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We are Direct Importers of Russian Art from the Soviet Era offering the best of Soviet Realism, Impressionism and Contemporary Art dating from 1898.

Gregori Andreevich Goncharov

Grigori Andreevich Goncharov was born in Rossosch, Voronezh Region in 1913. His works are an excellent example of Russian Impressionism and Socialism's theme of "Glory To the People." By his own admission the landscape, language and people of the Voronezh Region have always been close to his heart, these aspects of his career has made him known as a Master of Russian Art.

Before the Great Patriotic War (WWII) Grigori A. Goncharov was taken into the studio of one of the Voronezh Region's leading artists, Aleksandr A. Buchkuri. Because of having studied and worked in St. Petersburg Buchkuri's influence was enormous. Aleksandr A. Buchkuri later introduced him in Moscow to Igor Grabar and Konstantin Yuon, both of whom were well favored at the time in the Stalin administration. Together these two artists ran the Central House of People's Creativity, where many of Russia's most important artists studied and worked. Only those who were well connected politically were allowed in. Due to this connection, Grigori A. Goncharov was able to pass the war years in Tashkent, along with a contingent of other well known artists.

After the war Grigori A. Goncharov began exhibiting in national and all Soviet exhibitions in Moscow along with the likes of Alexsei Gritsai, Alexander Buknov and Vasili Efanov. However, Grigori A. Goncharov says that his own life has been his greatest teacher. The history of Soviet Russia and the Great Patriotic War have been popular themes throughout his long and productive career. Two pre-Revolutionary figures have played a part in many of his works, the writers Pushkin and Koltsov, who were considered by the Soviets to be anti-Imperialists.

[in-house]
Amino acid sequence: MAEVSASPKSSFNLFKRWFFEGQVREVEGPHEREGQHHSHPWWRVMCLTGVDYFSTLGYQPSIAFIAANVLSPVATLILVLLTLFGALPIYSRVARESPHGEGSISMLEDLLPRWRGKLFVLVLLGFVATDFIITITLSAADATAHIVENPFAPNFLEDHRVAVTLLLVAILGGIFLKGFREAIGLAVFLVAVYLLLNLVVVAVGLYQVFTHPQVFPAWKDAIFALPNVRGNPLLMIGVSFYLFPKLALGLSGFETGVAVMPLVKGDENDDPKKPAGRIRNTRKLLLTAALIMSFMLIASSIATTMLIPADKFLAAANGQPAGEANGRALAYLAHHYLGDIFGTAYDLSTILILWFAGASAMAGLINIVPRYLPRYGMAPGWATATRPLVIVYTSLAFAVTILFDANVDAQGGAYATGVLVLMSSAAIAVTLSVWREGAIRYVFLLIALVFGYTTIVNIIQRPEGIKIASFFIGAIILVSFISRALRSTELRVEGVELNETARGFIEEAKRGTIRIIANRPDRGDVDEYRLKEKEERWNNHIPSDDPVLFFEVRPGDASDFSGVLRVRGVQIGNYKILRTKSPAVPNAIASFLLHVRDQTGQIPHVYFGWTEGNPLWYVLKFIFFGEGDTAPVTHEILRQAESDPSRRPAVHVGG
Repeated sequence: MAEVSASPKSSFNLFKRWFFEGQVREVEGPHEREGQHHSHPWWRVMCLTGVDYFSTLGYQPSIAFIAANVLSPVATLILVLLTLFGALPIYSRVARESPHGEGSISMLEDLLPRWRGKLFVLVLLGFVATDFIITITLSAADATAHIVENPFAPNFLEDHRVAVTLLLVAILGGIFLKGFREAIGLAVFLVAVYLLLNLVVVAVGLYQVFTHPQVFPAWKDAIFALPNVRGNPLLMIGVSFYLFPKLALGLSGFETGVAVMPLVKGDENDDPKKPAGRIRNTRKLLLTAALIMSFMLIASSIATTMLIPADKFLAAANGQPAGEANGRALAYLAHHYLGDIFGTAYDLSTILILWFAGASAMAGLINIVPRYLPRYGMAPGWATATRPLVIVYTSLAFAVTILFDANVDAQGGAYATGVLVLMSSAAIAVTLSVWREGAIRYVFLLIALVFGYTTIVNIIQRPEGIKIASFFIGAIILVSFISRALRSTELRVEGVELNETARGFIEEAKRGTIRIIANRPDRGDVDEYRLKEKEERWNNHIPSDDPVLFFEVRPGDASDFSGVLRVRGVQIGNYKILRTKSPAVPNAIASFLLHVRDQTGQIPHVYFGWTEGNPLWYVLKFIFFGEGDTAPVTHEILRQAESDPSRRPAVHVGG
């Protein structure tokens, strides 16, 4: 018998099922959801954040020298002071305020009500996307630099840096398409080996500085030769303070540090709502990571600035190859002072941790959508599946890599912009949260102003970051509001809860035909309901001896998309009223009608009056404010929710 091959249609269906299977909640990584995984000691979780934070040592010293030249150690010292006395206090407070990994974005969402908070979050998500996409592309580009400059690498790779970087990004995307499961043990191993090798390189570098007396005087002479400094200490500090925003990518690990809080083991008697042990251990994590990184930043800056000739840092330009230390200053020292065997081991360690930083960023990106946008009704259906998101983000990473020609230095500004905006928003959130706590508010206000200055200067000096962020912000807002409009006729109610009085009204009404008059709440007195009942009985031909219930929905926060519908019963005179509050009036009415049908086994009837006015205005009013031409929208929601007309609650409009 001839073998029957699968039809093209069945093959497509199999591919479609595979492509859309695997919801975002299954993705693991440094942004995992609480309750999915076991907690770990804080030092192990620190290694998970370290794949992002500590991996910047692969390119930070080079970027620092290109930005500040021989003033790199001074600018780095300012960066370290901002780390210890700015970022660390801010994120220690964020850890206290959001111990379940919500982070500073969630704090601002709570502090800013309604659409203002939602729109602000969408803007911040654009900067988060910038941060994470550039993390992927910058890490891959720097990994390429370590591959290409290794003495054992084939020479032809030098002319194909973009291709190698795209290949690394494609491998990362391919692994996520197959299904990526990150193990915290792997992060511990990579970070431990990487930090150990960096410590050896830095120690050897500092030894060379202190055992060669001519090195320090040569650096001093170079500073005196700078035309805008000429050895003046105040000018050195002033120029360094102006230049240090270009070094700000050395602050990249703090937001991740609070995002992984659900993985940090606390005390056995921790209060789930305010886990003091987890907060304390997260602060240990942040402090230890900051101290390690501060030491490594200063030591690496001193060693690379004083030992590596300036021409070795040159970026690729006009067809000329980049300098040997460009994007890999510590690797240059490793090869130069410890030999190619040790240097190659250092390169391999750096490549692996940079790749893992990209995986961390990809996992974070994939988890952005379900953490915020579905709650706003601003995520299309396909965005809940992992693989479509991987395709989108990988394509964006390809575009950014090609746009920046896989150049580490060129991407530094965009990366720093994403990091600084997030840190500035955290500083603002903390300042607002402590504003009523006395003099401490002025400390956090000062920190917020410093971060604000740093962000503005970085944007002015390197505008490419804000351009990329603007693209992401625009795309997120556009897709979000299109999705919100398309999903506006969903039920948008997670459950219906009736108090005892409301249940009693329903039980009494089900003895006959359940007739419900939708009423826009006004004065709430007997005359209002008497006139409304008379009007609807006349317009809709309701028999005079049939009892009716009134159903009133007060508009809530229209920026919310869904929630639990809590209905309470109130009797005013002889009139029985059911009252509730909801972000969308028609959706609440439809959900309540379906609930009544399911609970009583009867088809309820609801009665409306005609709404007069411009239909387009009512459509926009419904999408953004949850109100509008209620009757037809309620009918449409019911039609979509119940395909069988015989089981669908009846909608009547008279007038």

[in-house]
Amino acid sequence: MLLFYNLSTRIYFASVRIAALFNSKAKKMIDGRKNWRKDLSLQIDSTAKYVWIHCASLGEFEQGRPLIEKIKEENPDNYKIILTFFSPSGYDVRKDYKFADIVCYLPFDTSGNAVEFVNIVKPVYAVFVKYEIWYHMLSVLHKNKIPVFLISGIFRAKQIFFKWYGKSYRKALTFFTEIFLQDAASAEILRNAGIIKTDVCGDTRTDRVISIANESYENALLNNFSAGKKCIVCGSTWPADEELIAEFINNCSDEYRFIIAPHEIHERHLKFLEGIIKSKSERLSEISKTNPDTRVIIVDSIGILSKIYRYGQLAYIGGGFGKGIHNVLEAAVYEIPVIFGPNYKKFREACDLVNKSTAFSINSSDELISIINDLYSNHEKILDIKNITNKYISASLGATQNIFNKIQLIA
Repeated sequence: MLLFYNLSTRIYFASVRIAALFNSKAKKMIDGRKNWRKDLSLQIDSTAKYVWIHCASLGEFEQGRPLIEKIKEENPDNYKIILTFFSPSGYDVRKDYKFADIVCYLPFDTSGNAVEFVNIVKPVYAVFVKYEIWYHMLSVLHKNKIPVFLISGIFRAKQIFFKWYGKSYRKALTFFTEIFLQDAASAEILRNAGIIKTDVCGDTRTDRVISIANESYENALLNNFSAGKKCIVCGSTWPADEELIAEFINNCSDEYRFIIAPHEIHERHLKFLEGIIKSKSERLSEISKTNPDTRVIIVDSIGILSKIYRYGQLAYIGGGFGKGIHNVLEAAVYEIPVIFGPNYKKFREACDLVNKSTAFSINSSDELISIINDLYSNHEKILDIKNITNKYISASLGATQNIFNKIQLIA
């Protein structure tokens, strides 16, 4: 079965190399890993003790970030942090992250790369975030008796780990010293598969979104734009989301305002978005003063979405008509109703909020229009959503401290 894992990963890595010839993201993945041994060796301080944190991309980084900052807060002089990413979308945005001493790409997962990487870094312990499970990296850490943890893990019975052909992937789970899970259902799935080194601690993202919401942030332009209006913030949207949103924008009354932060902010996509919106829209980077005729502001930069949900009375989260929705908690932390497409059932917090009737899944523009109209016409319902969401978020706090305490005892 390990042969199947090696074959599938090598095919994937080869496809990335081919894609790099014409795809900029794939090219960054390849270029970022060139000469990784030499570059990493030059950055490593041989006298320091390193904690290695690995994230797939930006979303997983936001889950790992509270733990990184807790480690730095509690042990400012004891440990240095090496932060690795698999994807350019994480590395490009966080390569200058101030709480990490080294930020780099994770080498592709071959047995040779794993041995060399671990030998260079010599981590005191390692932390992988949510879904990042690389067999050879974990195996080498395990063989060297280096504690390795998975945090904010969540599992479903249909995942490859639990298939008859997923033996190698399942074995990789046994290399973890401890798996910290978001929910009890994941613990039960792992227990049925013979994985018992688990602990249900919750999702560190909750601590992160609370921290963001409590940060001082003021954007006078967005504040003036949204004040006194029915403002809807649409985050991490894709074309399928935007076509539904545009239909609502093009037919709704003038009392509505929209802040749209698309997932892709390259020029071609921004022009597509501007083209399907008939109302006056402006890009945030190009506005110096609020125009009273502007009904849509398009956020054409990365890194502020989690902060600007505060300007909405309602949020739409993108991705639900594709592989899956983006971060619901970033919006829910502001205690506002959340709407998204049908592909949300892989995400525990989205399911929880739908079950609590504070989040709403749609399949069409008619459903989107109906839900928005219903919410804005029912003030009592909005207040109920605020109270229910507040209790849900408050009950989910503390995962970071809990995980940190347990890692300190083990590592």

Grigori A. Goncharov has long been an influence in the Voronezh region. His greatest rival was Mikhail Likachev. The dissention between them lasted until Likachev's death in 1997. Goncharov actually painted Likachev (who was a prisoner in a German camp) as a traitor during the war. Another piece shows Likachev sitting in a rain puddle in the middle of a Voronezh street, drunk and with his son crying and saying, "It's time to go home Papa." Neither piece was ever seen in public until after the death of Mikhail Likachev.

After the death of Stalin in 1953, certain artists were allowed to paint scenes depicting domestic problems. During Stalin's reign only glorified images were allowed. Grigori A. Goncharov was one of only two artists in Voronezh to be allowed to re-create such scenes. Michail Likachev was the other.

The Voronezh Artist's Union mounted a retrospective of Grigori A. Goncharov's work in the summer of 2000, His works can be found in several Russian museums as well as in serious collections in Italy, France and the USA.


''Girl On The Wagon'' by Gregori Andreevich Goncharov"Girl On The Wagon"
Painting shown without frame
''Girl On The Wagon'' by Gregori Andreevich Goncharov"Girl On The Wagon"
Date: 1956
Size: 19" x 10"
Oil on Board
Signature in Cyrillic on reverse
'Before The Concert' by Gregori Andreevich GoncharovBefore The Concert
Oil on Canvas
Date: 1979
Size: 47.25" x 39.3/8"
''Koltsov in the Steepe'' by Gregori Andreevich Goncharov"Koltsov in the Steepe"
Oil on canvas
Date: 1953
Size: 35.5" x 25.5"
Signed in cyrillic lower right corner


'Meeting of the Two Fronts' by Gregori Andreevich GoncharovMeeting of the Two Fronts
Oil on Board


'A Guest of the Pioneers' by Gregori Andreevich GoncharovA Guest of the Pioneers
Oil on canvas
Copyright: L. P. Cline


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